“(Wolf Creek) requires you hit the ball with irons very, very crisply, solidly,” Watson says. “The greens have a lot of pitch to them, and stop the ball well when they are in good, firm conditions. It takes some skill, and the golf course has a whole lot of variety to it.”

The course was designed by Marvin Ferguson and opened in 1971. CE Golf Design renovated the course in 2006. Watson says the integrity of No. 5, which he calls the signature hole of the course, was important. That’s why he and design associate Bob Givens made a tough decision when they elected to take out the retaining wall that previously fronted the green.

“I would have liked to see the retaining wall go back in, but it’s an expensive project,” Watson says. “Bob Givens came up with the idea to bank it down to the creek. I said to Todd, ‘The most important thing is we can’t let the bank play too easy where the ball would hang up on the bank — that would ruin the integrity of the hole.’ So I asked them to steepen the bank so that it can be cut to a certain length that a ball, when it’s hit there, will go into the water.”

Easy enough? Not quite. For the insertion of the slope and a new bunker, the creek had to be widened to two and a half times its previous width.

Stockdale and his team dammed the creek and pumped it in frigid weather. They then began moving the silt that had built up over years. Then the dam broke, and they had to wait 10 days to pump it out again and essentially start over.

“(The work on No. 11) went really, really well. The work on No. 5 was a little more difficult, to say the least,” Stockdale says. “I knew when that rain came, the dam wouldn’t hold.”

Frustrated but not willing to give in, Stockdale, his crew and Bohn got back to work. After a five-week grind, the project was finished. Watson was impressed, both with the end result and the speed of work.

“How fast it was done was remarkable,” Watson says. “I don’t know what the cost was, but with Jack donating quite a bit of his time and equipment, it became a win-win.”

“My crew and (Stockdale’s) crew, we worked as a team and we got it done,” Bohn says proudly. “We were able to accomplish a lot. His crew is top-notch. And it doesn’t hurt to have one of the greatest players to ever play the game to help with the architectural work.”

For Stockdale, he was just relieved to be done. Don’t expect him to be applying to the Golf Course Builders Association of America any time soon.

“It was interesting work, but I won’t be volunteering any more. I’ve had my fill of golf course work,” Stockdale says.

A lifetime par

With extra money in the club’s pocket thanks to Stockdale’s donated time, the course set its sights on a new project: building a new practice putting green.

This time Wolf Creek went with the professionals: Lee’s Summit, Mo.-based Mid-America Golf. Their new practice putting green is flatter and twice the size.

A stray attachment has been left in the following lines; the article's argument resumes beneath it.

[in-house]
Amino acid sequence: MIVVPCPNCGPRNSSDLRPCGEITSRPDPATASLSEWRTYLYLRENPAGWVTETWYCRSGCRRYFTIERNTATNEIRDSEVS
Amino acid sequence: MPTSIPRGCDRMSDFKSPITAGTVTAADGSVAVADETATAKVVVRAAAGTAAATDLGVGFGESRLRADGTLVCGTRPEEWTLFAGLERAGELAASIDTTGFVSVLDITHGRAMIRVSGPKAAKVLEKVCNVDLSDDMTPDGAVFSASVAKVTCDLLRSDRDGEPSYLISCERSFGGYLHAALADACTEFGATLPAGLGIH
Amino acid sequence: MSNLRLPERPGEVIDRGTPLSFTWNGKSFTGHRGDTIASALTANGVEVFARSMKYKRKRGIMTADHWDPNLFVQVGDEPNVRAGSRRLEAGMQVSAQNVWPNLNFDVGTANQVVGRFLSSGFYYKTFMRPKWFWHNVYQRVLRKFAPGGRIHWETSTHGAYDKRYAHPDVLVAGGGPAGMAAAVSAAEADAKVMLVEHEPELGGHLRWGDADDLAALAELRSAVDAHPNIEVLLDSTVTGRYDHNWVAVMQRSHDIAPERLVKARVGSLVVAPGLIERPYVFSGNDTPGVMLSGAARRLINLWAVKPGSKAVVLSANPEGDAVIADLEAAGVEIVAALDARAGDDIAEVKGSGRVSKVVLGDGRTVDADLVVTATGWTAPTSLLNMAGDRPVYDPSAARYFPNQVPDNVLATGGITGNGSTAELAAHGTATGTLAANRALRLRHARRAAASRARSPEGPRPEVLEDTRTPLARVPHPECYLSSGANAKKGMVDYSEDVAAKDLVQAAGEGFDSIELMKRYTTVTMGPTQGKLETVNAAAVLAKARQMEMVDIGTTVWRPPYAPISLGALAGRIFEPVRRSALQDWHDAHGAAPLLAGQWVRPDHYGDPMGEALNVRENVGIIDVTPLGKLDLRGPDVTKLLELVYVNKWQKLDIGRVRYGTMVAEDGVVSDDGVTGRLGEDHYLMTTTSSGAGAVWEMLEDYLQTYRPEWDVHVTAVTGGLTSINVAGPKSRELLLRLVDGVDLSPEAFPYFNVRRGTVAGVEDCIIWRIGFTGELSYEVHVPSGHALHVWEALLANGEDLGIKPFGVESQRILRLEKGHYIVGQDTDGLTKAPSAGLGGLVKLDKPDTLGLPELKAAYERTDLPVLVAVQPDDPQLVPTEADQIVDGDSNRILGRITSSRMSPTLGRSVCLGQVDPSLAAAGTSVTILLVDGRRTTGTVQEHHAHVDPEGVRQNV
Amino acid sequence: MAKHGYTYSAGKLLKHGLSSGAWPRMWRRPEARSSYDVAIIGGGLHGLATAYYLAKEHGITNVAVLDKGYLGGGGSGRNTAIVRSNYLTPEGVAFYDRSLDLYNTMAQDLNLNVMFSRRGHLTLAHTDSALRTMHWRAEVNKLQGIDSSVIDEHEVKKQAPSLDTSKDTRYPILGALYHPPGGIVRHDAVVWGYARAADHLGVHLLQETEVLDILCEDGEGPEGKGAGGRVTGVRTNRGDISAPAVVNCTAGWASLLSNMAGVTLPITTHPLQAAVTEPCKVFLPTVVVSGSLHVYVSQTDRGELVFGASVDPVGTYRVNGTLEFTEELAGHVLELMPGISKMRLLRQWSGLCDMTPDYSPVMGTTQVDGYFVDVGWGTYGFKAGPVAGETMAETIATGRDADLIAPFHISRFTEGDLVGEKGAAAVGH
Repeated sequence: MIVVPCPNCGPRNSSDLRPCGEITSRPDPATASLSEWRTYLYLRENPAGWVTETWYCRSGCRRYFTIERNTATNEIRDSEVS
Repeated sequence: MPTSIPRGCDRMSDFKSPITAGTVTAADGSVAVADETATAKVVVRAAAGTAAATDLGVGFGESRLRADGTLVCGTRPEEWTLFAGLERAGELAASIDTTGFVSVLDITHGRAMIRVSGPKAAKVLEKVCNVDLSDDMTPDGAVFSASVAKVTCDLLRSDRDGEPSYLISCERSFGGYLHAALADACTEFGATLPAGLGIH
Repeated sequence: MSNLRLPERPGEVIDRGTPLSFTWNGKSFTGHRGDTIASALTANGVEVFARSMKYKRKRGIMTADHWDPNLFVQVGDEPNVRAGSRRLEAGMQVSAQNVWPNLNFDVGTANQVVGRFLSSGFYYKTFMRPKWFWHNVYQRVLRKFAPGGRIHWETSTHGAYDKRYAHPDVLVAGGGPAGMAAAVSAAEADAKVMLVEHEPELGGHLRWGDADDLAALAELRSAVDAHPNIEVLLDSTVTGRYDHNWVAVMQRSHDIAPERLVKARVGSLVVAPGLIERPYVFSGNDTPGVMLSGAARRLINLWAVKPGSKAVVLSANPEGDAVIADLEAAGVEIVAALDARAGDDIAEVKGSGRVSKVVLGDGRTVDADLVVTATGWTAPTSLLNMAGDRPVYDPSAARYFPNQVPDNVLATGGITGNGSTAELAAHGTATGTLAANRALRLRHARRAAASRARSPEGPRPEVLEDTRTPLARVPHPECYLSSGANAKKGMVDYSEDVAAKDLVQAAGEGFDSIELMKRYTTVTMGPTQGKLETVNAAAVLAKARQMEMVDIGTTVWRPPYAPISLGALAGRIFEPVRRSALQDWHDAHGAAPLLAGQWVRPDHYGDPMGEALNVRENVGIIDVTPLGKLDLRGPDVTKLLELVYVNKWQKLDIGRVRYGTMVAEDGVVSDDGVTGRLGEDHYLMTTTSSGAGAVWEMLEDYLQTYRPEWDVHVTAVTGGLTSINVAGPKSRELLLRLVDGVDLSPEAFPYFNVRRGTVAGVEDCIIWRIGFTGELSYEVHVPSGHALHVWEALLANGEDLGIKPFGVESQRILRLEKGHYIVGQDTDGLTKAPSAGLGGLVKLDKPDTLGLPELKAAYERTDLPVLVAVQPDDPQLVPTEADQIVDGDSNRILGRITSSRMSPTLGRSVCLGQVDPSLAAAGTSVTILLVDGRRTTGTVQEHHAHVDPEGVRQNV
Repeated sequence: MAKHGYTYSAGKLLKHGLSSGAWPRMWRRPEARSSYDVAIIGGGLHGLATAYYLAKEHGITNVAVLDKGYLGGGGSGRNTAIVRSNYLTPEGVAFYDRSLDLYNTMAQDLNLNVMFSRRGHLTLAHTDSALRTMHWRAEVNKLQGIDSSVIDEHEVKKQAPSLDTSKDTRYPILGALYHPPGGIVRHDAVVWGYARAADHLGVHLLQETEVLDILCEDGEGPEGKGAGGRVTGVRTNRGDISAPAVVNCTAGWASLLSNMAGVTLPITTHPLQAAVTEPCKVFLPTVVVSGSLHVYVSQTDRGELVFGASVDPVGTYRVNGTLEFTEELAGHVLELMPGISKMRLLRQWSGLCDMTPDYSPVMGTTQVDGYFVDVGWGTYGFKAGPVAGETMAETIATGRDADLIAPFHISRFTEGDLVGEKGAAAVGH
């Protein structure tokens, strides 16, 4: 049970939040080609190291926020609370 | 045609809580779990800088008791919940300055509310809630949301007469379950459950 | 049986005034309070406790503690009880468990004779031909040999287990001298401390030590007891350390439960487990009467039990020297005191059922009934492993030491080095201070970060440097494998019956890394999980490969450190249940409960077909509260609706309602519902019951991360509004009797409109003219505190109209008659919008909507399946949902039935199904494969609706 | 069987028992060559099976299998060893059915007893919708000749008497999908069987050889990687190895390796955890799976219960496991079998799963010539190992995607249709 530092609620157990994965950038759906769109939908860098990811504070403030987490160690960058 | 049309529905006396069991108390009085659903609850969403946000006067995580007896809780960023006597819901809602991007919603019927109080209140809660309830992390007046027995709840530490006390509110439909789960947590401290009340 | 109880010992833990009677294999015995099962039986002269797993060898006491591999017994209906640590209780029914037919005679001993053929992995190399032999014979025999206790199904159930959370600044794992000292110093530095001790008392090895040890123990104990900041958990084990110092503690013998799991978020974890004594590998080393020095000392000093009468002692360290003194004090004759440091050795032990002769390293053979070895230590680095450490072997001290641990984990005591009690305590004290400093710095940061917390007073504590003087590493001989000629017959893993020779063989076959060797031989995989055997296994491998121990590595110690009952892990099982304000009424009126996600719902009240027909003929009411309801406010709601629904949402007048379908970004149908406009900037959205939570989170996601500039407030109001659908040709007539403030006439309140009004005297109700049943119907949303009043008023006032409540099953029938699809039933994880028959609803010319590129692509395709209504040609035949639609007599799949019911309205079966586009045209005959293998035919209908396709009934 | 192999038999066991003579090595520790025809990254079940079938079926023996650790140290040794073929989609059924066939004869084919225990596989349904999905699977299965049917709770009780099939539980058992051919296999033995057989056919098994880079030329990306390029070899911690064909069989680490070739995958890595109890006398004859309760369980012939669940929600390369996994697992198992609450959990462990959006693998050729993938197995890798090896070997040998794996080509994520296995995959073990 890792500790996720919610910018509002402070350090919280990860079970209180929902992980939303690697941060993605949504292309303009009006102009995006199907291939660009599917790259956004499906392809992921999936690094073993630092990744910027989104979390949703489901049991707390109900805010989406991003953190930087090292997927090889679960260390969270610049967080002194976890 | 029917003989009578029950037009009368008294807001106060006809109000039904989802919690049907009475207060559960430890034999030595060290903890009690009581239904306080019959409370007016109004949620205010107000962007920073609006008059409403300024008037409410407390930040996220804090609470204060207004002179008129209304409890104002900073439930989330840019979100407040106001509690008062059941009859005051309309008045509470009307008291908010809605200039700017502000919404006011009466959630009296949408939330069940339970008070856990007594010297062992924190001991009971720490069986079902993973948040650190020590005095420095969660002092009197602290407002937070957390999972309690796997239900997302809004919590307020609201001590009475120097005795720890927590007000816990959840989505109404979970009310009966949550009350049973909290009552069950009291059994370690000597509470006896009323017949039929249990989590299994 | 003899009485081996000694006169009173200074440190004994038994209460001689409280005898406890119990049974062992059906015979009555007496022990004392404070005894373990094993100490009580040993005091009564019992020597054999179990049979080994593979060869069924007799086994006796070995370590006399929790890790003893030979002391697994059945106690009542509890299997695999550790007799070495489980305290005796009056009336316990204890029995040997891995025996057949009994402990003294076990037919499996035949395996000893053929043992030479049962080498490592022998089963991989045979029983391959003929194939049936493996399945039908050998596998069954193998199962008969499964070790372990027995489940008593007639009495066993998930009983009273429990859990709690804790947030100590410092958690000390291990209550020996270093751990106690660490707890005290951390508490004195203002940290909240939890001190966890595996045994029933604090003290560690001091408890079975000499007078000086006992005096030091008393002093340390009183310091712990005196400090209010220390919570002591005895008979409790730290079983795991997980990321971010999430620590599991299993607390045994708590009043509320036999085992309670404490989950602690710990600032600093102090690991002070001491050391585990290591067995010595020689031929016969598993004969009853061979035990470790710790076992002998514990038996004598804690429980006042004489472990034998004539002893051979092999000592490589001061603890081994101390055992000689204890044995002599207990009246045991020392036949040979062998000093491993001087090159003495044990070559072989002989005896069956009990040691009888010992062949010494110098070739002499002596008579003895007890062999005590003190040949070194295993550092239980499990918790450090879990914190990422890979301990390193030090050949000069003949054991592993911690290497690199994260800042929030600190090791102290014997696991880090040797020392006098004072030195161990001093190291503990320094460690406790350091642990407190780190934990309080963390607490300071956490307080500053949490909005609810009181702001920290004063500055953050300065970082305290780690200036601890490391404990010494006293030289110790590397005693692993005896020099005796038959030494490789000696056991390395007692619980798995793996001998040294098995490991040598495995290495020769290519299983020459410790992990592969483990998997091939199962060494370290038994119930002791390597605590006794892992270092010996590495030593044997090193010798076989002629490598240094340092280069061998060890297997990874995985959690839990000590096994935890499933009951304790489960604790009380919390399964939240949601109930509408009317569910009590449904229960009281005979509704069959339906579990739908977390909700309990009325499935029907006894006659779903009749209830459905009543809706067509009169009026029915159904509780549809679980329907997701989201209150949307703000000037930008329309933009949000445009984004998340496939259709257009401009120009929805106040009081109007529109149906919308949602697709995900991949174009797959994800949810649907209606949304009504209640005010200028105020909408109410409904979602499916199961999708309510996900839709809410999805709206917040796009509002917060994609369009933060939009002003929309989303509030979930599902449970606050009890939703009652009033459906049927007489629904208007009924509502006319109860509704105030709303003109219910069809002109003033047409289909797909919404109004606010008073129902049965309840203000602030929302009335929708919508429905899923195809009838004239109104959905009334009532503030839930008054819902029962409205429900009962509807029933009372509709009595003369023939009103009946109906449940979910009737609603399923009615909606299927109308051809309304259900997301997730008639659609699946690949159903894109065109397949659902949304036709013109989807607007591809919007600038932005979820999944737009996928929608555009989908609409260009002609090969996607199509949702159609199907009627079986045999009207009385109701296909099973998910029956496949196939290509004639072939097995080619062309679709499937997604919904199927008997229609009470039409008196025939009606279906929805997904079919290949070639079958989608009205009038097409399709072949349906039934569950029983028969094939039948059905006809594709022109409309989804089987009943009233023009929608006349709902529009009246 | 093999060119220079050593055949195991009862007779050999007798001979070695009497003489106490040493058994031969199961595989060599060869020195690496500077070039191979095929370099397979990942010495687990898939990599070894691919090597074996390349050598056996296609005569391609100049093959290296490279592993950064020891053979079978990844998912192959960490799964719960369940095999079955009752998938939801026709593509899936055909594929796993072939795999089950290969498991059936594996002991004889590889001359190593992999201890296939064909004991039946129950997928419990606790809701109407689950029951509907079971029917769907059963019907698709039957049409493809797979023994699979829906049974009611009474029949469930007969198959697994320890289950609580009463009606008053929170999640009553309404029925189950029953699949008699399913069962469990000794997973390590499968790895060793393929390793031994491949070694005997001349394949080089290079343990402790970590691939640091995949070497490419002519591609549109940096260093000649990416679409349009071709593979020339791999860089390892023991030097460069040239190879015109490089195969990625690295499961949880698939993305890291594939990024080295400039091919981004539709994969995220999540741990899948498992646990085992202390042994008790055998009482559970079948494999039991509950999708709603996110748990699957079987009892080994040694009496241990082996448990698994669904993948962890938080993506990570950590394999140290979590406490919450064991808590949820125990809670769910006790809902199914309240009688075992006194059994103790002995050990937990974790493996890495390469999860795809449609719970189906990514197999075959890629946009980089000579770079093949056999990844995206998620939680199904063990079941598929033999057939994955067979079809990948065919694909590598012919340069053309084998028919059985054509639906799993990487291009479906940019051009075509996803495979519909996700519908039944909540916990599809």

“It’s instrumental to have a (quality practice area) at your club,” Watson says, “because people don’t have as much time, sometimes they just want to practice.”

If both Watson and Stockdale are happy, then Bohn is happy. Bohn, meanwhile, is recovering nicely from his foot su rgery (Watson texted him from the Open Championship at St. Andrews to find out the diagnosis) and the renovated holes have benefitted from a mostly pleasant summer with plenty of rain.

Stockdale’s contribution is now honored with a plaque on No. 11.

“I was just looking for a way to help the course that was cost effective,” Stockdale says. “It may have been more than I bargained for. We had a great big hole in the ground. I couldn’t just walk away — I would have had to find somewhere else to play.

“But it turned out good; I get a lot of compliments on it.”

But do his playing partners at least give him a stroke when he gets to No. 11 tee?

“I don’t even put a tee in the ground,” he laughs. “I write down a par, and drive on to No. 12.”

All photos courtesy of: Todd Bohn

This article is tagged with , and posted in Course of the Week, Maintenance

About the Author: Seth Jones

Seth Jones, a 25-year veteran of the golf industry media, is Editor-in-Chief of Golfdom magazine and Athletic Turf. A graduate of the University of Kansas School of Journalism and Mass Communications, Jones began working for Golf Course Management in 1999 as an intern. In his professional career he has won numerous awards, including a Turf and Ornamental Communicators Association (TOCA) first place general feature writing award for his profile of World Golf Hall of Famer Greg Norman and a TOCA first place photography award for his work covering the aftermath of Hurricane Katrina. In his career, Jones has accumulated an impressive list of interviews, including such names as George H.W. Bush, Samuel L. Jackson, Lance Armstrong and Charles Barkley. Jones has also done in-depth interviews with such golfing luminaries as Norman, Gary Player, Nick Price and Lorena Ochoa, to name only a few. Jones is a member of both the Golf Writers Association of America and the Turf and Ornamental Communicators Association. Jones can be reached at